Locals prepare for 170-mile Outward Bound Relay | SummitDaily.com
YOUR AD HERE »

Locals prepare for 170-mile Outward Bound Relay

Special to the Daily/Matt KauneA runner in last year's 170-mile Outward Bound Relay trudges over Guanella Pass with the Sawtooth in the background during one of the most grueling sections of the race. This year's relay starts Friday morning in Idaho Springs and ends sometime early Saturday in Glenwood Springs.
ALL |

SUMMIT COUNTY – From the highest-profile district attorney in the nation to a trio of Summit’s fastest pairs of feet, this weekend’s seventh annual Colorado Outward Bound Relay will have plenty of local representation.Billed as a race designed to “amaze” its participants, the relay starts in Idaho Springs early Friday morning and finishes in Glenwood Springs roughly one day later. One hundred forty-nine teams of 10 signed up to be amazed, with a single team of five tackling the 170-mile course in the aptly titled Ultra class.Per race format, team members in the 10-person division will take turns running designated legs of the relay. Each of the five Ultra runners will run a single 35-mile leg.This year marks the first time in race history that Outward Bound West – the event’s organizer and beneficiary – hit its 150-team limit.

“This is huge,” said race spokesperson Eileen Lambert. “We even had a waitlist.”District Attorney Mark Hurlbert, whose schedule opened up a bit on Sept. 1 when the Kobe Bryant case was dismissed, will lead a largely Summit-comprised team – “We Don’t Need No Stinkin’ Badges” – in the law enforcement division of the race.In addition to his brother Scott – also a Summit native and now a doctor in Colorado Springs – Hurlbert will be joined by a host of fellow local enforcers: Frisco Police Chief Tom Wickman, who has run the Leadville 100; Mark Heminghous (Frisco PD); Michael Sineni (Summit County Sheriff’s Office); Joe Wray (Breckenridge PD); Jim Donahue (Frisco PD); and Juan Berber (SCSO).An avid runner, Hurlbert was part of Summit High School’s class of ’87 and ran track for the Tigers. He also ran in the relay last year, and despite his job’s demands this year, said he’s been able to get in “about 15-20 miles a week” of training. With Bryant a free man, Hurlbert’s newest sports-related rival is the Denver SWAT squad, which edged the Stinkin’ Badges in last year’s race by less than eight minutes. This year the Badges are hoping to reverse the result.

“It’s kinda become a pretty good rivalry,” Hurlbert said Wednesday, adding that he still holds the 2-mile school record at SHS, “last I checked.”While the Front Range-High Country law enforcement rivalry is taking shape, Summit speedsters Paul Brett, Eric Black and Bob Mayer will be attempting to help Team Ellefson defend the overall title it snatched away from the five-time-defending champ last year, Fort Collins-based “Running Without O2”.Brett said his team is “even better than last year,” and that they’ll be looking to hold tight to the crown they earned when, in a neck-and-neck race, a RWO2 runner took a wrong turn and cost his team a half-hour.”This is a two-horse race. We definitely wanna beat them, and they definitely wanna beat us. It’s a good feud,” said Brett, who is one of the county’s strongest runners but still called himself only the “fifth-fastest” member of his team.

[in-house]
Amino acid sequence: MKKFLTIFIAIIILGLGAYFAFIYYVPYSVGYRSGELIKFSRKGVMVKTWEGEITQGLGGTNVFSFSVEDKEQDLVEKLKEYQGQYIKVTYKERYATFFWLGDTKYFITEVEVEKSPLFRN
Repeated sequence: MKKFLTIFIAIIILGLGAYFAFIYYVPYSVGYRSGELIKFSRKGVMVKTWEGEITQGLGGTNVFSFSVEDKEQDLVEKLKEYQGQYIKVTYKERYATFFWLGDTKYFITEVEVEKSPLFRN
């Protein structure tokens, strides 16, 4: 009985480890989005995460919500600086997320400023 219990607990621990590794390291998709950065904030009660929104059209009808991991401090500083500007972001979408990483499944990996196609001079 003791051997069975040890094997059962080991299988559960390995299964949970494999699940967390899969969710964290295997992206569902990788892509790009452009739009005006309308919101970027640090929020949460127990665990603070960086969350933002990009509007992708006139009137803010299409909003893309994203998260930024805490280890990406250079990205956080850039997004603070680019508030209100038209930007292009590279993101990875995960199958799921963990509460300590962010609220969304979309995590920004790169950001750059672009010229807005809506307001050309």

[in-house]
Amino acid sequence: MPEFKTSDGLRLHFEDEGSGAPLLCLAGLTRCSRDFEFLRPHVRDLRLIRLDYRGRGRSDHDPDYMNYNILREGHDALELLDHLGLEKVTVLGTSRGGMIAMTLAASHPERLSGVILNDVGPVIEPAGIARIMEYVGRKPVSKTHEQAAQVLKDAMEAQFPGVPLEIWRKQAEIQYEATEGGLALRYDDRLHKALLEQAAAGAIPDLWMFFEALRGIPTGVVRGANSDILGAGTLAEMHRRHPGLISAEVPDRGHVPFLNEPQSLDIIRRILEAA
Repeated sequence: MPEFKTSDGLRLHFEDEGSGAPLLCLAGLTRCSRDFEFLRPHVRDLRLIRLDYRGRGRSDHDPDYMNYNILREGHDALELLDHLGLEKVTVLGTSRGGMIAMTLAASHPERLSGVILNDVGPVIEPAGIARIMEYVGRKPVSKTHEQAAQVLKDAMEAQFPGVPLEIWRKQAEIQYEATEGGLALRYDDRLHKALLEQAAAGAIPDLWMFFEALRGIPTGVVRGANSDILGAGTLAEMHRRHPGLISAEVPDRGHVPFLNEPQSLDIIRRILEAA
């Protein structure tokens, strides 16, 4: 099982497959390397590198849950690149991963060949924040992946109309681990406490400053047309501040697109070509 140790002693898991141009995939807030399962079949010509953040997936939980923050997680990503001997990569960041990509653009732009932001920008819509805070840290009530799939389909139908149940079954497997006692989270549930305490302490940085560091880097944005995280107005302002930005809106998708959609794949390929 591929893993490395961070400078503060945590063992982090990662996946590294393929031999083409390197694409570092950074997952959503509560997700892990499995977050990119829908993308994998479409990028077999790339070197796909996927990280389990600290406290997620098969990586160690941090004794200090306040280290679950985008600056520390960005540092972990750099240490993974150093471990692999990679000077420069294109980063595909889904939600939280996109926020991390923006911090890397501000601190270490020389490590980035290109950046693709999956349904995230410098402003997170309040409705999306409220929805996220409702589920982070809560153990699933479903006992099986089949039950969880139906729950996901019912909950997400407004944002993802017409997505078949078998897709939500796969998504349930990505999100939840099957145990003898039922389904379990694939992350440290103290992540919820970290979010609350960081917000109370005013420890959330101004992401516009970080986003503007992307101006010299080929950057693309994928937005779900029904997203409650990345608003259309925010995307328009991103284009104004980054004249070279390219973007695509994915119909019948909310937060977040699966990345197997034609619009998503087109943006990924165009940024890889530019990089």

Among the other local competitors (and their equally amusing team names) are Jared Manske and Amy Molitor, both of “Fueled by Bacon”; and Breckenridge engineers Ron Uhle and Dan Bolda, who will run for “The Rascals”.The Starbucks corporate team will also include a number of local runners: Matt Dexter, Corinne Toenjes, Hunter Mortensen, Mandy Silar and Diane Monaghan.After running over what will likely be a muddy and snow-covered Georgia Pass, the runners are expected to make their way through Summit County sometime Friday afternoon or early evening. They’ll be joining the Breck-to-Frisco bike path near Tiger Run, running through Frisco, past Copper and up Vail Pass from there.Devon O’Neil can be contacted at (970) 668-3998, ext. 231, or at doneil@summitdaily.com.


Support Local Journalism

Support Local Journalism

As a Summit Daily News reader, you make our work possible.

Now more than ever, your financial support is critical to help us keep our communities informed about the evolving coronavirus pandemic and the impact it is having on our residents and businesses. Every contribution, no matter the size, will make a difference.

Your donation will be used exclusively to support quality, local journalism.

 

Start a dialogue, stay on topic and be civil.
If you don't follow the rules, your comment may be deleted.

User Legend: iconModerator iconTrusted User